Been There, Done That.

Yes, in 1974, after the 1973 Yom Kippur War, the Arabs formed OPEc - Organization of Petroleum Exporting Countries - to punish the West for supporting Israel once again. en.wikipedia.org...


The National Maximum Speed Law (in the United States) was a provision of the 1974 Emergency Highway Energy Conservation Act that capped all speed limits at 55 mph (90 km/h). This cap was intended to conserve gasoline in response to the 1973 oil crisis. This law was modified in the late 1980s to allow 65 mph (105 km/h) limits. In 1995 it was repealed, returning the power of setting speed limits to the states. en.wikipedia.org...


[edit on 6/8/2008 by donwhite]



posted on Jun, 8 2008 @ 09:50 PM
link   
There will be a lot of folks that think it draconian, but it should be reduced to 45 MHP. Stop and think: most travel is for such a short distance that the difference between 45 and 65 means almost nothing in time saved. (Cross country interstates/ autobahns are a different story.)

I have seen so many vehicles pass me, (I'm a slow driver) and then see the same car 15 miles later waiting for a red light at the edge of town. I roll up, the light turns green, and once more they shower down on the pedal. They gained almost nothing, except a testosterone rush from the wind passing through their "just for men" dyed hair as they fought vainly to recapture some sense of days gone by.

(I might add those executive type female "Donald Trump" wannabes that think they are being efficient by doing the "Highway 500" while talking on a cell phone about nail polish while weaving a lane change traffic pattern that would do justice to a tweed jacket)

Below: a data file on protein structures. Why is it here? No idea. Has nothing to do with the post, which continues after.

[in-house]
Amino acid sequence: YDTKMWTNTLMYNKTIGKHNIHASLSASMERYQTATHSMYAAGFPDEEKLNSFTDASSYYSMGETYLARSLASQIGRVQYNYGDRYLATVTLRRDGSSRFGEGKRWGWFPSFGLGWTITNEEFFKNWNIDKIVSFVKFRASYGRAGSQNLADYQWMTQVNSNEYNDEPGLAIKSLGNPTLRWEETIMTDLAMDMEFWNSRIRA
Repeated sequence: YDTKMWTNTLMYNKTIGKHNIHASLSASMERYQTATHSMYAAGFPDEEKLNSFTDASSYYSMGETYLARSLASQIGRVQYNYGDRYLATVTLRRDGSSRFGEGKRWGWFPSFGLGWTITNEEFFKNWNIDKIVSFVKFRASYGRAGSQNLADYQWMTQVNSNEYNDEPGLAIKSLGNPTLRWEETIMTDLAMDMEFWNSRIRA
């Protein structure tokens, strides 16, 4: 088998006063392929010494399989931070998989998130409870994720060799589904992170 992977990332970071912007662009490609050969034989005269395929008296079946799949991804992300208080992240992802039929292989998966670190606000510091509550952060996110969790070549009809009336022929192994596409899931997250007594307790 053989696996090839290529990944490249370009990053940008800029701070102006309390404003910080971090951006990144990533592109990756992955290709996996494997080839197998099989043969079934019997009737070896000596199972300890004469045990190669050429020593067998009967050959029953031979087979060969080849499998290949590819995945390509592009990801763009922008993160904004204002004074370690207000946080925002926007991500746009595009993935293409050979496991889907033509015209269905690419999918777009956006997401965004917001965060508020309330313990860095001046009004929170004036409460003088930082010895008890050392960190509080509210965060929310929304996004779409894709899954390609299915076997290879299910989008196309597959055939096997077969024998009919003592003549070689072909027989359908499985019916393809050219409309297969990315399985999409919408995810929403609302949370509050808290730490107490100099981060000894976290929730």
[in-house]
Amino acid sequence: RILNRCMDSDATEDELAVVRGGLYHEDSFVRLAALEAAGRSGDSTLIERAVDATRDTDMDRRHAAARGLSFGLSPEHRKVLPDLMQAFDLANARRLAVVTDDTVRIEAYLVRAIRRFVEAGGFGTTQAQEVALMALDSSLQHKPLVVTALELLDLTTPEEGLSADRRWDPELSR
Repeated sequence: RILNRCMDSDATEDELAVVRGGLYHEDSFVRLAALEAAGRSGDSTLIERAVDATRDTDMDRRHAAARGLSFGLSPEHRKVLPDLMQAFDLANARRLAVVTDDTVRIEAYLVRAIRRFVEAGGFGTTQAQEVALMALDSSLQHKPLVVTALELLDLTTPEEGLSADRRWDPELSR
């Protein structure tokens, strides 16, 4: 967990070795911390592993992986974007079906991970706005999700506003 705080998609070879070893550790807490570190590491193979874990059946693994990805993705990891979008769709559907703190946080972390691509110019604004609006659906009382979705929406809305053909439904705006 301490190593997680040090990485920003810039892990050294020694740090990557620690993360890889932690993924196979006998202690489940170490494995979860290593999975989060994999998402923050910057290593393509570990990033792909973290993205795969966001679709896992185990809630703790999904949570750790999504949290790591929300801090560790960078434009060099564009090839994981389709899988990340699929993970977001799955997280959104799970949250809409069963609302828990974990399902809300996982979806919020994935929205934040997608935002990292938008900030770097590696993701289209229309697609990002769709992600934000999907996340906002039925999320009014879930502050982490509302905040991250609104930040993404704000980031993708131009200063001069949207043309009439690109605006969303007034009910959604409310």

I get 26 miles to the gallon with a '92 Ford Supercab, mostly pulling a small trailer. I'm almost never late to anything. And I can actually see things along the road.

America, Too Fast For It's Own Good.



posted on Jun, 8 2008 @ 10:10 PM
link   
i think more aero dynamic research should go into it.
an 1/4 throttle at 70-80mph i get almost 30 mpg in my car. how much faster do i need to go on the interstate? and don't make me go slower.
at 55 mph i get much less mpg- i don't know why.
in town thats different.
funny thing is i had my car lowered by an inch and 'thinner' tires palced- 205mm vs. 225's and this upped my economy.
what's wrong here? nothing less drag and rolling resistance it works i don't need to pull 1 g on the skid pad. i have a toy for that- and it can run on ethanol too...so who cares?



posted on Jun, 8 2008 @ 11:07 PM